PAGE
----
Her body and other parties stories
Her Body and Other Parties by Carmen Maria MachadoIn Her Body and Other Parties, Carmen Maria Machado blithely demolishes the arbitrary borders between psychological realism and science fiction, comedy and horror, fantasy and fabulism. While her work has earned her comparisons to Karen Russell and Kelly Link, she has a voice that is all her own. In this electric and provocative debut, Machado bends genre to shape startling narratives that map the realities of womens lives and the violence visited upon their bodies.
A wife refuses her husbands entreaties to remove the green ribbon from around her neck. A woman recounts her sexual encounters as a plague slowly consumes humanity. A salesclerk in a mall makes a horrifying discovery within the seams of the stores prom dresses. One womans surgery-induced weight loss results in an unwanted houseguest. And in the bravura novella Especially Heinous, Machado reimagines every episode of Law & Order: Special Victims Unit, a show we naively assumed had shown it all, generating a phantasmagoric police procedural full of doppelgangers, ghosts, and girls with bells for eyes.
Earthy and otherworldly, antic and sexy, queer and caustic, comic and deadly serious, Her Body and Other Parties swings from horrific violence to the most exquisite sentiment. In their explosive originality, these stories enlarge the possibilities of contemporary fiction.
‘Her Body and Other Parties’ gives shape to female stories
She has been decapitated twice, had her right arm sawed off once and been smeared with paint too many times to count. There might be no better illustration of the lasting, unsettling power of fairy tales. Despite efforts to sanitize them or give them a feminist slant, a whiff of something disreputable lingers, something slightly kinky. A wife struggles to keep her husband from untying the mysterious ribbon she wears around her neck. The victim of a violent assault discovers she can hear the thoughts of the actors in porn films. Two women make a baby together — or do they?
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“Her Body and Other Parties, by Carmen Maria Machado, is a love letter to an obstinate genre that won't be gentrified. It's a wild thing, this book, covered in.
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The Anxiety That Binds
So I looked up the little capsule descriptions of the episodes, and I was trying to manipulate them to make them surreal, but it was too restrictive. Then I realized that all the titles are one-word titles. And what if I just use the titles? I put only the titles all in a row, and then just started writing and imagining Benson and Stabler. Novelist Kathleen Rooney , writing in The Chicago Tribune , wrote, "In her twistedly original and thrilling debut short story collection, Her Body and Other Parties , Carmen Maria Machado blends both the terrifying and the horrible into a psychologically realistic and darkly comic mixture. An NPR review also compared her to Angela Carter , and concluded, "Machado seems to answer: The world makes madwomen, and the least you can do is make sure the attic is your own.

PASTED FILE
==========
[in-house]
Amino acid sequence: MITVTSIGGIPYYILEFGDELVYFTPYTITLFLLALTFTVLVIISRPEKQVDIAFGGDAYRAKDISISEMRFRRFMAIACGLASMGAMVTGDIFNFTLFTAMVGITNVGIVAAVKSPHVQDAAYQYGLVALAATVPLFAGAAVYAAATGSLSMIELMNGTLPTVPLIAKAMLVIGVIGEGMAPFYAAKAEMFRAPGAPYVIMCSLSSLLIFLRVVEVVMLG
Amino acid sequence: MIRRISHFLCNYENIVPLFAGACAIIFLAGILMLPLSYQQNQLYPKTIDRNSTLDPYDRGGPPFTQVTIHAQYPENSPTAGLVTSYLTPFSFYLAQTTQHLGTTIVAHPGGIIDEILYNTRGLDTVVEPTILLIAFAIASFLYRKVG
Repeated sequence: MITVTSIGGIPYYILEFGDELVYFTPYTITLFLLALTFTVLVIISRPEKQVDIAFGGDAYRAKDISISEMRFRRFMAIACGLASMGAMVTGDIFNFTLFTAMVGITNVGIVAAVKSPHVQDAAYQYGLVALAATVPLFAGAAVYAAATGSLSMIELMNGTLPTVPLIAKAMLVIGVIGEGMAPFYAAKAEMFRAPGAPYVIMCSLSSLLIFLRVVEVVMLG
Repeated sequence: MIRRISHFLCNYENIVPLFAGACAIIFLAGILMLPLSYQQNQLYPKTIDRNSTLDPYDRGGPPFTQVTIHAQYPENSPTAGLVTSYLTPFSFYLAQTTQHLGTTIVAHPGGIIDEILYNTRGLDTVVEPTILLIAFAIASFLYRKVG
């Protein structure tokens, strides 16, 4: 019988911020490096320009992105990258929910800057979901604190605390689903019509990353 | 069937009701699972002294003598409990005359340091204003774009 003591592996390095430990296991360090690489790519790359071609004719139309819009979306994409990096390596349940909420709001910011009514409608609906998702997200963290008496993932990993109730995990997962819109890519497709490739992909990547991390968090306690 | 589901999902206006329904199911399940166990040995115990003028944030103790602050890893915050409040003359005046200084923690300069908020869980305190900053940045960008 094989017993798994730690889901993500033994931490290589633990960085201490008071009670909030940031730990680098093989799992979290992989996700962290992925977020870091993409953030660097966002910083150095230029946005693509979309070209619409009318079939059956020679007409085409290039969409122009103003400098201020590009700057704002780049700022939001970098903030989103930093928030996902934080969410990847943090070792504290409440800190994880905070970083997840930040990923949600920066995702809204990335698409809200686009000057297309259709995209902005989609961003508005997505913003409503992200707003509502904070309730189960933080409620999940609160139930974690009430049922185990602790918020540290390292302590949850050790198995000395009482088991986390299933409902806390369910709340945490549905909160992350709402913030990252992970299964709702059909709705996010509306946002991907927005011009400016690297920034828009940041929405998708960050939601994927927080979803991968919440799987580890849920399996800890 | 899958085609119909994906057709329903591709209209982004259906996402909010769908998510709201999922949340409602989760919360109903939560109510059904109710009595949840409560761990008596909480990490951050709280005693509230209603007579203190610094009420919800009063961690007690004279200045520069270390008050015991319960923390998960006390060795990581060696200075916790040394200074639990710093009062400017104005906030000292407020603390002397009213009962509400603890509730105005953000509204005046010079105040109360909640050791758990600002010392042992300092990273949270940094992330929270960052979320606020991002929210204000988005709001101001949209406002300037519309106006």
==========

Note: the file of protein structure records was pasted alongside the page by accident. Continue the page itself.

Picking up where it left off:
Cambridge Wednesday 30th October - Join us for a chat and cuppa with our book group focusing on books with a queer theme. Book club meets on the third floor mezzanine. Free event, all welcome. This was such an empowered collection of feminist short fiction!
While each story can stand alone, every tale adds layers of interpretation to the others, coalescing into a deeply moving exploration of the female psyche that is sensual with much explicit sexual detail and sensitive to the multifaceted experience of trauma. It is interspersed with other urban legends like the hook-handed murderer and the wife who cooks a human liver for her husband, and even the occasional stage direction e. One of my favorite short stories of all time, this work comments on how societal gender roles overemphasize female self-sacrifice and male aggression, which diminishes female independence and establishes inherently unbalanced marriage partnerships. Similarly, Machado also reclaims these stories and female experiences as vitally necessary for a better future, especially as the act of such storytelling and discourse has created a community that thrives independently from patriarchal institutions. And as the narrative build-up would imply, the green ribbon is eventually untied, but not before the story unravels into a worthy finish. The narrative framework is quite interesting and parallels the outbreak of the disease which ironically seems to have spread through sexual contact ; as the narrator lists more people on her list, new victims fall ill.